10 more tips for online auditions

10 more tips for online auditions

Since the lockdown, more auditions are being held online, as self-tapes, so this is a medium where you need to look and sound good. Whether it’s professional or drama school auditions, the principles are the same. Here are some more tips:

If you’re using your phone to record the audition, make sure it’s in the landscape format so we see a bigger picture on our screens.

Variable picture quality is forgivable but the sound needs to be good. If we can’t hear you well, you’re putting yourself at a big disadvantage. Invest in a good microphone that can be attached to your phone, tablet or laptop. It doesn’t need to be expensive.

Give thought to the lighting. There needs to be enough light on your face so we can see your eyes clearly. Daylight through a window is good and you can always supplement this with portable desk lights as fillers.

Keep the background simple, free of clutter. A plain wall is best.

Have the camera at eye level so we’re not looking up your nostrils. You can get an inexpensive tripod for your phone or put boxes or books under your laptop on a table. But if you’re using a table, be sure you don’t thump it, as that will make the camera wobble.

Direct the speech to the camera lens, not the screen, but allow yourself short moments of reflection where you break eye contact – reflect then land the thought.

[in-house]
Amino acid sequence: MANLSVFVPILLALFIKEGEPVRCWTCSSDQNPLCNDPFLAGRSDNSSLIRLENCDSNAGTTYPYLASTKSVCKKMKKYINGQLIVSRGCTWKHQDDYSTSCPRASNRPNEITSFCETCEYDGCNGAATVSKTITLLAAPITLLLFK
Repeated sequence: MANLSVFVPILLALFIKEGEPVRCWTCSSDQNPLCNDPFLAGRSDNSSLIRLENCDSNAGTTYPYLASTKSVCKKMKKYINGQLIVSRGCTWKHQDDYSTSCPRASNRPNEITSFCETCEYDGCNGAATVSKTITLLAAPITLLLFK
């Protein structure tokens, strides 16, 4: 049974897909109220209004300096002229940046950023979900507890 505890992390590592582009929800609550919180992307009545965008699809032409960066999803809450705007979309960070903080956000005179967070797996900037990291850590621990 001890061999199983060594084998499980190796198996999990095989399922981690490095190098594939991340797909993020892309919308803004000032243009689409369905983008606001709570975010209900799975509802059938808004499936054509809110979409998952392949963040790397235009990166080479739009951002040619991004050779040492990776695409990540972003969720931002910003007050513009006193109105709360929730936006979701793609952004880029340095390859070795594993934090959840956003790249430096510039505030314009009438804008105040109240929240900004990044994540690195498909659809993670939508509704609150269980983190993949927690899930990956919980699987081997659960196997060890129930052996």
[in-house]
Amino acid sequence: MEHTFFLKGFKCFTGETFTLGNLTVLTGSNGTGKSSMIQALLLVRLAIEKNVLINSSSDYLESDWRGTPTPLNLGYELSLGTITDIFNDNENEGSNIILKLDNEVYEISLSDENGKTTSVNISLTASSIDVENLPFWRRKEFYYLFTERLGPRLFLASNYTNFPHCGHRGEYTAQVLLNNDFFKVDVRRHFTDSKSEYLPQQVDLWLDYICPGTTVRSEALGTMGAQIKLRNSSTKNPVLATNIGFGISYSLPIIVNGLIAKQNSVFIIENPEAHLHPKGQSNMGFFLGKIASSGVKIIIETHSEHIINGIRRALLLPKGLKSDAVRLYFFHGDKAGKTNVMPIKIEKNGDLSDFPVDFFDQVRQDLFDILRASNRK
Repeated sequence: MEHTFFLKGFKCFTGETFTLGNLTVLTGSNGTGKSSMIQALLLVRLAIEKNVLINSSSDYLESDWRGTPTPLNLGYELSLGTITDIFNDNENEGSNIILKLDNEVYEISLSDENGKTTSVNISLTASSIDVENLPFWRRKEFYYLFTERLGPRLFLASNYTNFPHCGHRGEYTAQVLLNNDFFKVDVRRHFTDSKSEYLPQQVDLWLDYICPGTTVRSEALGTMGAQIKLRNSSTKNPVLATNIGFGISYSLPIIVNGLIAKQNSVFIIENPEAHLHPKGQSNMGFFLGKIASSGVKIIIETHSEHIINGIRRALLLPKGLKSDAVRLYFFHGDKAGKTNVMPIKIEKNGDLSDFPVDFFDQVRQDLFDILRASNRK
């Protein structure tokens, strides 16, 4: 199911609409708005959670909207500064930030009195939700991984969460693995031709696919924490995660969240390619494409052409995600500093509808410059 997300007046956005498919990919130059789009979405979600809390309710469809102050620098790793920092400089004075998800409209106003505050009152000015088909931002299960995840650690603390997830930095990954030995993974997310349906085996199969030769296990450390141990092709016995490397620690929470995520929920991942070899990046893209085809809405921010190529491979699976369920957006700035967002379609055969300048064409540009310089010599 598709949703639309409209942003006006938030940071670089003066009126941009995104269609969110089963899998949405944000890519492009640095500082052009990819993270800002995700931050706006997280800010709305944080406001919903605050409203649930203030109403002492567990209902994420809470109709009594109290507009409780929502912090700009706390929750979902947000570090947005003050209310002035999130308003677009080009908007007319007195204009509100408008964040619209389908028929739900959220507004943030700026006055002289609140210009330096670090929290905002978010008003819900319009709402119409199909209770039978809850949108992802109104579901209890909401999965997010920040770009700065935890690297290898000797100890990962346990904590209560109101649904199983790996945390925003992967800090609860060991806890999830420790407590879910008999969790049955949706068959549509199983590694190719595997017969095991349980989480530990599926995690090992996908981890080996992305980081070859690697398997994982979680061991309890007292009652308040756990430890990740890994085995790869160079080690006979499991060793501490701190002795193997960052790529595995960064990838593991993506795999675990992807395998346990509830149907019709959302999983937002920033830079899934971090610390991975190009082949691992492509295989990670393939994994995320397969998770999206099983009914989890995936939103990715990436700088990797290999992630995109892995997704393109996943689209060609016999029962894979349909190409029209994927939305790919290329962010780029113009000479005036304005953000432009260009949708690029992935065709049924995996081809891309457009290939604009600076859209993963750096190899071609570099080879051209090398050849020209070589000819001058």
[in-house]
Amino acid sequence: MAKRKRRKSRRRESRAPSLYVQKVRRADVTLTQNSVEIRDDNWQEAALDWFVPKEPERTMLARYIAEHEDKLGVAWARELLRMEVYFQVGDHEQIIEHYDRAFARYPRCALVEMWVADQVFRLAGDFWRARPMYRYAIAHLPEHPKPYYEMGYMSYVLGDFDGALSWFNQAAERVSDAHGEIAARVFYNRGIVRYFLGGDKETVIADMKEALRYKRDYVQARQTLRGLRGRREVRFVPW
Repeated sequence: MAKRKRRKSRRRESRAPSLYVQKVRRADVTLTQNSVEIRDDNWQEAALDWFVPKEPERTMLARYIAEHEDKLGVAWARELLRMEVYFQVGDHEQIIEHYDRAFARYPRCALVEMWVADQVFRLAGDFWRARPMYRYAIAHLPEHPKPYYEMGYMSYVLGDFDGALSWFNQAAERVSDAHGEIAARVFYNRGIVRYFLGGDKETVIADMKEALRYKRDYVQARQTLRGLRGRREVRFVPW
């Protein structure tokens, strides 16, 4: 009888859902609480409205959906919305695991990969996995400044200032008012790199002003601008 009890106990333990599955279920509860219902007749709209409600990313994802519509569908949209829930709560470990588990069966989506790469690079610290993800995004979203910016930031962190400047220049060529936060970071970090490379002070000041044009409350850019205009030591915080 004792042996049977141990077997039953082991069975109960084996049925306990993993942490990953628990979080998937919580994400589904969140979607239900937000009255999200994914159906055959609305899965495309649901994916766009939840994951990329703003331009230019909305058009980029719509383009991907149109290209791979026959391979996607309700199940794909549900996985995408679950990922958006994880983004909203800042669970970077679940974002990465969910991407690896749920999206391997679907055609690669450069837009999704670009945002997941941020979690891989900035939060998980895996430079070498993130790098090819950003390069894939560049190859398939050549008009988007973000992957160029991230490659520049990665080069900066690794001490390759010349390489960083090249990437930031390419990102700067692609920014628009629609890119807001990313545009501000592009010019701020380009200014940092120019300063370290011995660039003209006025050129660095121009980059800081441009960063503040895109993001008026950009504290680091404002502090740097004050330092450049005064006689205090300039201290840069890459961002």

Vary your position to the camera. Generally, a waist shot is best as it allows you to use expressive body language. But also have moments of close-up so we can see the changes of thought in your eyes.

Record the speech as many times as necessary until you’re absolutely happy with it. That’s an opportunity you don’t get in a live interview. Ask a friend if you have trouble choosing the best take.

If the audition also requires a short interview (two or three minutes), record this as one continuous take, rather than doing multiple edits, which makes it all look very contrived.

In the interview be clear about the main message you want to get across. Talk about your strengths, your passions, tell vivid stories (not longer than 60 seconds) to prove a point. Be yourself, at your best – positive and enthusiastic – as when you are talking to a close friend.

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